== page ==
Sales managers spend up to 10 percent of their work week drawing up forecasts, yet 59 percent of sales forecasts are wrong. Too often we are asked to make the data in our CRM look the way we think our management wants it to look - even when the odds aren't good that we'll reach those projections.

Algorithms by themselves can't make your sales predictions more accurate. Computers can automate scheduling, provide reports and charts, but unless you have some heavy-duty sales expertise to go along with it, they provide little value.

This is why your CRM system doesn't solve the problem, and the sales analytics approach doesn't usually do much better. According The TAS Group, CRM systems and sales analytics typically fall short in four ways:

1. It's Hard to Identify Sales KPIs in CRM or Sales Analytics

The first question is, "What data in the CRM really matters?" Because there is so much data, it's hard to identify the key performance indicators (KPIs) that can move the revenue needle. Sales managers don't have time to dig through it all, or often don't know what data they should be looking for. How can we expect sales managers to garner insights when they can't get the data to inform their decisions?

2. It's Hard to Interpret Key Data

There is no shortage of data, reports and cool visualizations out there, but we often don't have enough knowledge-based insight delivered in a consumable manner. It can be very difficult for sales managers and peers to interpret the key data elements, then prescribe effective actions for each sales person. Many times, managers don't have a structured, consistent model to use, and the analysis and interpretations will invariably be subjective and potentially mistaken. Easy-to-access descriptive insights are essential for guidance.

3. CRMs Are Limited in How they Capture and Display Certain Data

Many sales managers don't have an accurate measure of win rate. When they do, they usually only measure it by number of deals they've won rather than their total value. Sales managers also have trouble with measuring average deal size. This is because of inherent limitations in the way CRMs capture data.

If you ask a sales manager their typical deal size, they might answer, "$100k." However, follow up by asking them about their average transaction value and they might not know what you're talking about. This is the language you need to be speaking, though. If your "typical" deal size is $100k, then it's not unusual for it to be followed by an additional $20k for some complementary service or product. The CRM doesn't understand "typical", it understands "average." So when your sales data is infected with a few very small transactions or a very large deal, analysis based on averages is of questionable value.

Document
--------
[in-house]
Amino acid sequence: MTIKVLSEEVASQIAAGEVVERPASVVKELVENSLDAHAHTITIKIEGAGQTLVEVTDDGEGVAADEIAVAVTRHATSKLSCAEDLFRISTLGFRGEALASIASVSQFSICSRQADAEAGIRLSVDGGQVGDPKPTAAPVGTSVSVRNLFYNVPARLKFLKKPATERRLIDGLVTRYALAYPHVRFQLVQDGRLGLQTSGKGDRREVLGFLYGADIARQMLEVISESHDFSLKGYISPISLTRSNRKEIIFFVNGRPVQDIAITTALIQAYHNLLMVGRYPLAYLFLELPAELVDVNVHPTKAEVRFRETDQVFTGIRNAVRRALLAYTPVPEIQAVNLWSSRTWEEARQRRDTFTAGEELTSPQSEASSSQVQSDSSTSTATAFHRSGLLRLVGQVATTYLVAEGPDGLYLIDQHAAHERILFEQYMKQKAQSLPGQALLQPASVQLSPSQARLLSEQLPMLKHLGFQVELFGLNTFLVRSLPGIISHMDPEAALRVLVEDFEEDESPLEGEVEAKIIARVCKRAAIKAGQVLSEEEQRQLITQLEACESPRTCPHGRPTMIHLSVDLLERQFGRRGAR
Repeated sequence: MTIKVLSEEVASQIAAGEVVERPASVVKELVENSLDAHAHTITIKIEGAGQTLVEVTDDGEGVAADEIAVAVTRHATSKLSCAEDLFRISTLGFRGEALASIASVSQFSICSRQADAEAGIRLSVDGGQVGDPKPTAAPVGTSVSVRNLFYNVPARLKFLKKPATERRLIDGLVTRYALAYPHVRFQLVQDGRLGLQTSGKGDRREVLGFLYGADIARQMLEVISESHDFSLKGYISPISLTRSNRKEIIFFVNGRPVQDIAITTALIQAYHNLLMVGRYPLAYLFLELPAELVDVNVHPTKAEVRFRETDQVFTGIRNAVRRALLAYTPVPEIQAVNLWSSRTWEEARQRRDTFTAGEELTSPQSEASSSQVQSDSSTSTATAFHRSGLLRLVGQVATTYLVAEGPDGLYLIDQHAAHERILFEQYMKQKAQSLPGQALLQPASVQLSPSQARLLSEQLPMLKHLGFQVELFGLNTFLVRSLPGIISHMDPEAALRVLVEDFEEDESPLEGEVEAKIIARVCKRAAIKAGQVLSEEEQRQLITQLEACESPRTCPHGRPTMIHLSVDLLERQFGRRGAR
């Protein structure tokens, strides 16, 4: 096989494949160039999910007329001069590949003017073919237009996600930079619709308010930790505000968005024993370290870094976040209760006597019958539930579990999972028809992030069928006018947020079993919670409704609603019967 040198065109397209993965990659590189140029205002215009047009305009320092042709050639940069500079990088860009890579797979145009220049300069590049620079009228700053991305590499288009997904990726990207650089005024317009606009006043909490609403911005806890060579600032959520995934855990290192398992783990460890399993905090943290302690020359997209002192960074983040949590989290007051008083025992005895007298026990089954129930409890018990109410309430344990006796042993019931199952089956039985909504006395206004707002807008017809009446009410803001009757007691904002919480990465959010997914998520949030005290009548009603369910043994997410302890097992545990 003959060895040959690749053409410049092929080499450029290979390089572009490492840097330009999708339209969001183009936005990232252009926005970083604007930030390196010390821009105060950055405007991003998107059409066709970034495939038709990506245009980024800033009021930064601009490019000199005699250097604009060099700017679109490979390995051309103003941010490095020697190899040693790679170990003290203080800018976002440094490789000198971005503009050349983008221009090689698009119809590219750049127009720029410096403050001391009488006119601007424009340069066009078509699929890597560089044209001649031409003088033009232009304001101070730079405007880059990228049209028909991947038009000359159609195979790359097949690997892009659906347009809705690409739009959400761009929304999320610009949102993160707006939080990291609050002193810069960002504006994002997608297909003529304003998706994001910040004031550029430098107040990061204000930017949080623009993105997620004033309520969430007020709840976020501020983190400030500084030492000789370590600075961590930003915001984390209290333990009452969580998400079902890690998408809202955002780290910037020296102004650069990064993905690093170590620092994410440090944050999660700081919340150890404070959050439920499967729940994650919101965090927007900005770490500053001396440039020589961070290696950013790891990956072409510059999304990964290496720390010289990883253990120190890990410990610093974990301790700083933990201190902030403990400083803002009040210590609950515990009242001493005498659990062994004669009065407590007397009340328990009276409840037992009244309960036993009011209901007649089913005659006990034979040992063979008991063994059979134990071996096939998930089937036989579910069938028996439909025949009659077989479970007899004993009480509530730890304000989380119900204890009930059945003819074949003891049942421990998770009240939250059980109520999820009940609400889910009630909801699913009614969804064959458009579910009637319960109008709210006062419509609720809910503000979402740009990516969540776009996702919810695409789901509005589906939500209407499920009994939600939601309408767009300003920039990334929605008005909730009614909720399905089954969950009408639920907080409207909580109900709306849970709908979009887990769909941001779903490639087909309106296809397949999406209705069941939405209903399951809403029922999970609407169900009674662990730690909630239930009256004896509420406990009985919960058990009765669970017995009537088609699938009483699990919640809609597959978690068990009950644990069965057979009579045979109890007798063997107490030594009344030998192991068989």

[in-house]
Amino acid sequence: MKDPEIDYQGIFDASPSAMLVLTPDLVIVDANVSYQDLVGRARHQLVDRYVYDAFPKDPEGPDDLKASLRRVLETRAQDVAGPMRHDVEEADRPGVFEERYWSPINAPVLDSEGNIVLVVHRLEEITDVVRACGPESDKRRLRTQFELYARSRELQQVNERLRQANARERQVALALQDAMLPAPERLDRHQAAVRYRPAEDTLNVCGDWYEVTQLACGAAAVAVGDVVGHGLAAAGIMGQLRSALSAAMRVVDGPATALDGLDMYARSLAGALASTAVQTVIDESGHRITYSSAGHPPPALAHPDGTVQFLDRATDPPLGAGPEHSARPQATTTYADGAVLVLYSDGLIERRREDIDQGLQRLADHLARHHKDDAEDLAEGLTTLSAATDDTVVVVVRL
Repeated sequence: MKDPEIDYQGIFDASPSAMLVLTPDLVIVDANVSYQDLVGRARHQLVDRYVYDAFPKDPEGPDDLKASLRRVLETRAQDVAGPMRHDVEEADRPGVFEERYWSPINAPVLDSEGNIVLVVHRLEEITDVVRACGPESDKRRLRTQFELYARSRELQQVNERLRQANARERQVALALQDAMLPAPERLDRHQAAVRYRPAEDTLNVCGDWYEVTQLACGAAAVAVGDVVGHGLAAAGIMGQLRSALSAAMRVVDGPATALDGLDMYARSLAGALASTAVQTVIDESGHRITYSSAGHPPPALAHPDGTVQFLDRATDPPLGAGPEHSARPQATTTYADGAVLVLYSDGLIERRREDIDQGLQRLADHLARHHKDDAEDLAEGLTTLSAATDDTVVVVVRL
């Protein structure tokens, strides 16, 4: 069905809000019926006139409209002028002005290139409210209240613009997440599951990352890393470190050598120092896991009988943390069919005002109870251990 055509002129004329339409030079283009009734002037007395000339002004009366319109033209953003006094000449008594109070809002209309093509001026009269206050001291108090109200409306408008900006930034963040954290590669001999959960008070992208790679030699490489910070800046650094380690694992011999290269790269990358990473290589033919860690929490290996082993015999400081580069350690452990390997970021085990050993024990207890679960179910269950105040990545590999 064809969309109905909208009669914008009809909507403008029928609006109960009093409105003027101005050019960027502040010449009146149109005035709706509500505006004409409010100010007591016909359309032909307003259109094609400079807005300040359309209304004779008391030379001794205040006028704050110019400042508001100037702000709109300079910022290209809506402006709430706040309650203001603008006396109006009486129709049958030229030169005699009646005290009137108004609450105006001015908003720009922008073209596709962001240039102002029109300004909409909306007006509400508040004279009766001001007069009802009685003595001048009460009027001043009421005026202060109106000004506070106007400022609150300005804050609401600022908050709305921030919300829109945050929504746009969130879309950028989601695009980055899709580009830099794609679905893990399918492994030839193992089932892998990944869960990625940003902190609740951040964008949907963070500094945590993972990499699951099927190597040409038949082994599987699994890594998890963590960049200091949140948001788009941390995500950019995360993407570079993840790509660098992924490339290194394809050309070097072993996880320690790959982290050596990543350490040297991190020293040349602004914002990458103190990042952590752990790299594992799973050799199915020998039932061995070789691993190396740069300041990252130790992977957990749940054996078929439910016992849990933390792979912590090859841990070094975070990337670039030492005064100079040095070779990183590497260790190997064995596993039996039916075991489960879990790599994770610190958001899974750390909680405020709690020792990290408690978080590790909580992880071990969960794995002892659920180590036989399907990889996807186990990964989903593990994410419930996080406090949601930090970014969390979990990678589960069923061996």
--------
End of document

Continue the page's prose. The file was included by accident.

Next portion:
Additionally, most companies only measure the "won" cycle, but it's equally important to measure how long it takes to lose deals. Most CRMs can't deliver this information. A long "lost cycle" points to wasted resources and potential problems in the sales and qualification processes. Comparing won cycles to lost cycles gives great insight to the effectiveness of sales process execution, but it requires thinking beyond the limitations of what CRMs measure.

4. KPIs and Guidance Are Not Always Available to the Sales Team

Sales performance happens in the world of the sellers and their management. But sometimes analysis is done by operations or data scientists, and is not made available in a format that helps sellers run their business. This is a missed opportunity for businesses to enable sellers to learn best practices in real-time.

More often than not, sellers are remote from their managers, living their lives on their smartphones, connected to the workplace via the cloud. If we don't help them self-improve at their own pace, we slow down how fast they internalize best practices, and place more of a burden on the manager.

CRMs are the backbone of any high performing sales organization, but they're not without their limitations. There are certain things they don't expressly tell sales professionals, and the manner in which they convey information doesn't always make key data apparent as it could be. Managers and their teams have to be vigilant about identifying KPIs, interpreting different meanings in the data, as well as thinking beyond typical CRM categories. No matter how valuable a CRM has become to the process, a little experience and expertise go a long way.

Published on: Dec 17, 2015
The opinions expressed here by columnists are their own, not those of